If you’ve watched Saturday Night Live recently, you may have noticed a slight uptick in non-host, non-regular cast members playing major roles in the show’s political sketches. Most recently, Melissa McCarthy uncannily portrayed press secretary Sean Spicer, emulating his tongue twisting, flop-sweaty mania to perfection. In fact, the idea of a woman impersonating a man in Donald Trump’s cabinet seemed to bother the president so much that longtime enemy of Trump, Rosie O’Donnell vouched to play right-hand man Steve Bannon in upcoming sketches; that Bannon is currently being portrayed by one of those prop death skeletons you can buy at the CVS around Halloween is both appropriate and flattering when you remember that sickly bloatedness is one of Bannon’s defining physical characteristics.
Then there’s the impersonation that more or less kicked off this trend: Alec Baldwin portraying Trump himself. His portrayal of America’s 45th president continues to rankle Trump’s ego in ways that defy conventional wisdom and common sense. Interestingly enough, John Cena, in one delightfully weird POV sketch depicting the president’s constant state of distraction and self-flattery, also played Trump as he sees himself in the mirror. Baldwin has been playing Trump since before the election, and he still turns up semi-regularly, even though he’s gone on the record to say that playing the president is “not a lot of fun”)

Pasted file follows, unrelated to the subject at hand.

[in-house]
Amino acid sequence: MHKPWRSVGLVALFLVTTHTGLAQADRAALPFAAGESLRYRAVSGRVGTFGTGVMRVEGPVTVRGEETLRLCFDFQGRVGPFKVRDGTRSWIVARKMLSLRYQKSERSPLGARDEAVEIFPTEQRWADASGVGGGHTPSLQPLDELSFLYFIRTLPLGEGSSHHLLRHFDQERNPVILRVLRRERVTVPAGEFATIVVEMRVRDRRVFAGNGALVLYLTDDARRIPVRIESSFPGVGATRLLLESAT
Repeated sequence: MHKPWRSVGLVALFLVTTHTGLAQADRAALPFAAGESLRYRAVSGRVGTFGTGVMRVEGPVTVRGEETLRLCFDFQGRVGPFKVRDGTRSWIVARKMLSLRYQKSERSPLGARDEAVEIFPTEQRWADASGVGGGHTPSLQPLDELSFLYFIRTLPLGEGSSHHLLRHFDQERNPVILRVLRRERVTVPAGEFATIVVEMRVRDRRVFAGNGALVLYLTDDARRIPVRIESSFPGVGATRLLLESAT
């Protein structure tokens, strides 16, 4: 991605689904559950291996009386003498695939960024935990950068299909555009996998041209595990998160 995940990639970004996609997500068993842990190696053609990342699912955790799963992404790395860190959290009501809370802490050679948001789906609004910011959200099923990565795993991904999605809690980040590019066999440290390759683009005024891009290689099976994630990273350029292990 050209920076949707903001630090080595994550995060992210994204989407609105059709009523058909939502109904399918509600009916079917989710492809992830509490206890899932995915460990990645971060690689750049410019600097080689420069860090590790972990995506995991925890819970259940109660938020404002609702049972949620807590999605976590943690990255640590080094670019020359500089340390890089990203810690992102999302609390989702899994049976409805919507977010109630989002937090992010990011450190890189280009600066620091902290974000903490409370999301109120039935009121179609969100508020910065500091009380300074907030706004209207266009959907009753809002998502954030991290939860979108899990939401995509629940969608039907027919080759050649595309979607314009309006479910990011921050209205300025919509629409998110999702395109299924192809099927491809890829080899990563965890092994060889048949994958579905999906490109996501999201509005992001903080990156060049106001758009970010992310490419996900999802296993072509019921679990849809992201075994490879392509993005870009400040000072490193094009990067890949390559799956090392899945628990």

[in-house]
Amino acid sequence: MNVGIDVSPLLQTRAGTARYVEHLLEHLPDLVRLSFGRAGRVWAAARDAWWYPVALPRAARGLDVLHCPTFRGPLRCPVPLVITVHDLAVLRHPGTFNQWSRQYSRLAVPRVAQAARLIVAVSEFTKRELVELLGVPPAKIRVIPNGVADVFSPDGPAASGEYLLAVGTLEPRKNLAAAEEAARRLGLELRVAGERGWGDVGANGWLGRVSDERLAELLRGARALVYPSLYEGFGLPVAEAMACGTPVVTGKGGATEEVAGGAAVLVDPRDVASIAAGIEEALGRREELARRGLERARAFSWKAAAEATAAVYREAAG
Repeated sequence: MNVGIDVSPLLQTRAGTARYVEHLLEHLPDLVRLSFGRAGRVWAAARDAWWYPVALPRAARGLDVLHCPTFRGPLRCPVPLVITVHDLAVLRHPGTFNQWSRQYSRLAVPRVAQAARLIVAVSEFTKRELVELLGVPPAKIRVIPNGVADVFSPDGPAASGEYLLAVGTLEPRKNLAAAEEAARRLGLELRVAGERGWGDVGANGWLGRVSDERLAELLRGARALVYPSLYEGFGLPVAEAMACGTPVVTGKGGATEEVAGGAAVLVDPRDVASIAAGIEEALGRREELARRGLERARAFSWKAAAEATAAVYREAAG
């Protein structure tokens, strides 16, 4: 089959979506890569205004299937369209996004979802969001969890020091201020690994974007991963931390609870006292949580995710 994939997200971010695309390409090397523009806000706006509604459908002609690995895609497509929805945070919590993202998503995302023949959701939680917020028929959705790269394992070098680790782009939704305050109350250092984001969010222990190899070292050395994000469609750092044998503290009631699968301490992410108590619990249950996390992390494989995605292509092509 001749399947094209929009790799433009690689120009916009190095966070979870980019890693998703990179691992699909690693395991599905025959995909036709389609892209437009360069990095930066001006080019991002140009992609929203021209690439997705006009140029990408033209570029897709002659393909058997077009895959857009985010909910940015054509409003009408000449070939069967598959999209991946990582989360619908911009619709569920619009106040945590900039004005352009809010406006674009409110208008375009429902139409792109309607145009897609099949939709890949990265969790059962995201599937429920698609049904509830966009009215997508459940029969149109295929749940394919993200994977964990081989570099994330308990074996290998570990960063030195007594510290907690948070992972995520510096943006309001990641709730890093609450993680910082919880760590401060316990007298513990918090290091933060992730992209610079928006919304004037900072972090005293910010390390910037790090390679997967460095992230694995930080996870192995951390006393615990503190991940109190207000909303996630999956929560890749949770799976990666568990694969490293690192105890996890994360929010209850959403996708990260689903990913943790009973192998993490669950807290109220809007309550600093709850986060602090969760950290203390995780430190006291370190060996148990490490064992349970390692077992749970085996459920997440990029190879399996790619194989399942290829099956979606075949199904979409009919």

One question, however, looms over Baldwin’s winning impression: Whether or not a star of his caliber would be willing to report for duty at SNL on a regular basis for the remainder of Trump’s presidency. In a recent sketch, posted above, Leslie Jones asks, “Do you really think he’s going to do this the next four years? Doesn’t he have other stuff to do?” And Bobby Moynihan’s reply, wondering who would replace Baldwin, gets Jones thinking: Why not her? After all, if a woman impersonating Spicer is enough to bother the president, one can only imagine he’d be apoplectic watching himself as interpreted by Jones.
In the sketch, Jones says her aims aren’t subversive. She just wants to try out something new. Jones does a pretty great job of getting Trump’s body language and delivery down, too, with well-executed hair and costuming to match. She even takes the impression to showrunner Lorne Michaels’ office, but things seem to turn sour the second Michaels turns down the idea. Without spoiling the sketch too much, it appears that someone else steals Jones’ idea and her role in the process. The sketch takes place in the meta-reality, depicted in a few video shorts so far, where Jones and castmate Kyle Mooney are involved in a heated relationship, so everything you see should be taken with a grain of salt. There’s a happy ending, sort of, though. Watch the clip to see what happens!